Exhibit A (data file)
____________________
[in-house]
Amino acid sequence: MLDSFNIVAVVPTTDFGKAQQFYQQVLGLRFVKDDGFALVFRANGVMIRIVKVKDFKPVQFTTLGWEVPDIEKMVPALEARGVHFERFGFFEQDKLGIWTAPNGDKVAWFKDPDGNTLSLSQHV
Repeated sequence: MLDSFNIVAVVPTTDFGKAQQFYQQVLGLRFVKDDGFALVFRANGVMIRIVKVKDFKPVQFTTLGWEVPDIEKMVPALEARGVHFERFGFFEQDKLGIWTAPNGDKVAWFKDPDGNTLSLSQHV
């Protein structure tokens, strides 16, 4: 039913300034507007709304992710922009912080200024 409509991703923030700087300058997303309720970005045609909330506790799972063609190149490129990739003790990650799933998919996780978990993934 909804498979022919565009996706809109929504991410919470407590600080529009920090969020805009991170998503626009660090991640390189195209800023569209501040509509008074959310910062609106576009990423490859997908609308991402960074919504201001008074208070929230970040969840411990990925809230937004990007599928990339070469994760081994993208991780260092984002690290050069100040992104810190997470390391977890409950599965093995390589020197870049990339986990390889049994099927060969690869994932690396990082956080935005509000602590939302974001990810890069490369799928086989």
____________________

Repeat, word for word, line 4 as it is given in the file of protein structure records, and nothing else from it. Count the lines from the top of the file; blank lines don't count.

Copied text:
């Protein structure tokens, strides 16, 4: 039913300034507007709304992710922009912080200024 409509991703923030700087300058997303309720970005045609909330506790799972063609190149490129990739003790990650799933998919996780978990993934 909804498979022919565009996706809109929504991410919470407590600080529009920090969020805009991170998503626009660090991640390189195209800023569209501040509509008074959310910062609106576009990423490859997908609308991402960074919504201001008074208070929230970040969840411990990925809230937004990007599928990339070469994760081994993208991780260092984002690290050069100040992104810190997470390391977890409950599965093995390589020197870049990339986990390889049994099927060969690869994932690396990082956080935005509000602590939302974001990810890069490369799928086989």